When fruit is in abundance at harvest time it’s great to eat it fresh but don’t be afraid to eat the dried variety when it’s out of season. That’s because researchers from Penn State University found people who ate dried fruit like raisins and apples were generally healthier and had higher levels of key nutrients than those who did not eat dried fruits, even though they consumed more total calories.
"Dried fruit can be a great choice for a nutritious snack, but consumers might want to be sure they're choosing unsweetened versions without added sugar," researcher Valerie Sullivan said. "Portion sizes can also be tricky, because a serving of dried fruit is smaller than a serving of fresh since the water has been taken out. But the positive is that dried fruit can help people potentially consume more fruit because it's portable, it's shelf-stable, and can even be cheaper."
Sullivan and her colleagues used data from more than 25,000 participants in the National Health and Nutrition Examination Study. Participants were surveyed on the foods they consumed and they were assessed on overall diet quality as well as measured for elements of cardiometabolic health.
The ones who consumed dried fruits generally had healthier diets than those who did not. They also had on average a lower body mass index, smaller waist circumference and lower systolic blood pressure.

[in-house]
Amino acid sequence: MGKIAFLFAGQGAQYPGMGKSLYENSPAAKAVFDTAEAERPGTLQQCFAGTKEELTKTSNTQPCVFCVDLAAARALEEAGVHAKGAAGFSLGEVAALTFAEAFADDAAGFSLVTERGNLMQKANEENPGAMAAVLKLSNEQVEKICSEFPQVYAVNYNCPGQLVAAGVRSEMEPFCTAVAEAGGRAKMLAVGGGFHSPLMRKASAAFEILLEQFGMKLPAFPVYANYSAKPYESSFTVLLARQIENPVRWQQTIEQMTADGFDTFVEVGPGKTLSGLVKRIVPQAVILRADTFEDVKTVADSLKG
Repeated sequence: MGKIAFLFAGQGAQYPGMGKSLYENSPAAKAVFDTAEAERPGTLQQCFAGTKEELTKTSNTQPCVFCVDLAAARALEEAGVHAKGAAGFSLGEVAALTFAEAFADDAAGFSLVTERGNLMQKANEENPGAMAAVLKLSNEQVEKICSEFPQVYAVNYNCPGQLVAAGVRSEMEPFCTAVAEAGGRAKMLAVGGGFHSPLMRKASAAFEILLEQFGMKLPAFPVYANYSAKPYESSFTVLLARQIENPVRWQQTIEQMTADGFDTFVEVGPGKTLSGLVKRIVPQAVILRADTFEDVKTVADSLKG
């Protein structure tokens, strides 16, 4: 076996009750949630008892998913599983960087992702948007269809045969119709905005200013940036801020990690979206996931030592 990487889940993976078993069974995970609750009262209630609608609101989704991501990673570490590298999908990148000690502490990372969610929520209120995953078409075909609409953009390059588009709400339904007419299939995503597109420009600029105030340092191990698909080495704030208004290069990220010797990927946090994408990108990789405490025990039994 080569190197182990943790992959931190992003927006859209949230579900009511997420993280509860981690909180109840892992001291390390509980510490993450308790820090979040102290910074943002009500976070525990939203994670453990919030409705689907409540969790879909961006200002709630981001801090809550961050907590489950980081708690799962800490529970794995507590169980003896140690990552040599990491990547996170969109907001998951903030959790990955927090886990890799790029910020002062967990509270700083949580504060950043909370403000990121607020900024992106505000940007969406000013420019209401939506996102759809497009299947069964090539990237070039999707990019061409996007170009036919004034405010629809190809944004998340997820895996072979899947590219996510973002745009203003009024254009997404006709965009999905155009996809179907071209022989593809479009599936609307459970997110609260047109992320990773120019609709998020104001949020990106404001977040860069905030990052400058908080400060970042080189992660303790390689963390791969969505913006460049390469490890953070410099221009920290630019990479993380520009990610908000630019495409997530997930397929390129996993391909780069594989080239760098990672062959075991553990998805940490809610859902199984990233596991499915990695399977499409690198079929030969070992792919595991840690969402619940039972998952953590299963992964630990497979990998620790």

The participants who reported eating dried fruits were also analyzed on days their diets did not contain dried fruits and the results were compared.
"What I also found interesting was that people tended to eat more total fruit on the days they ate dried fruit than on days they didn't," Sullivan said. "On days when dried fruit was not eaten, however, fresh fruit intake was not higher. So dried fruit could be a way to boost overall fruit intake in people that aren't eating the recommended amounts."
Previous research revealed a poor diet is linked to cardiovascular disease and the lack of fruit intake is a contributing factor. Fruit provides an abundance of key nutrients and heart-healthy bioactive compounds as well as fiber. Despite that, fruit is not a choice for many and researchers are hoping these study findings can help promote dried fruit as an alternative when fresh fruit is not available.
"Minimally processed forms of fruit, including frozen, canned, and dried, have some advantages over fresh fruits," said researcher Kristina Petersen. "They are available year round, are relatively consistent in quality, and can be stored for far longer than fresh. Many are also less expensive per serving than their fresh counterparts."
One concern for researchers was the increase in total carbohydrates and calories on the days the participants reported eating dried fruits.
"In our study, people who consumed dried fruits had a higher calorie intake but a lower BMI and waist circumference which suggests they were more physically active," said researcher Penny Kris-Etherton. "So, when incorporating dried fruits, pay attention to calories and be sure to substitute out calories from low-nutrient foods for dried fruits to get the greatest benefit of eating dried fruits."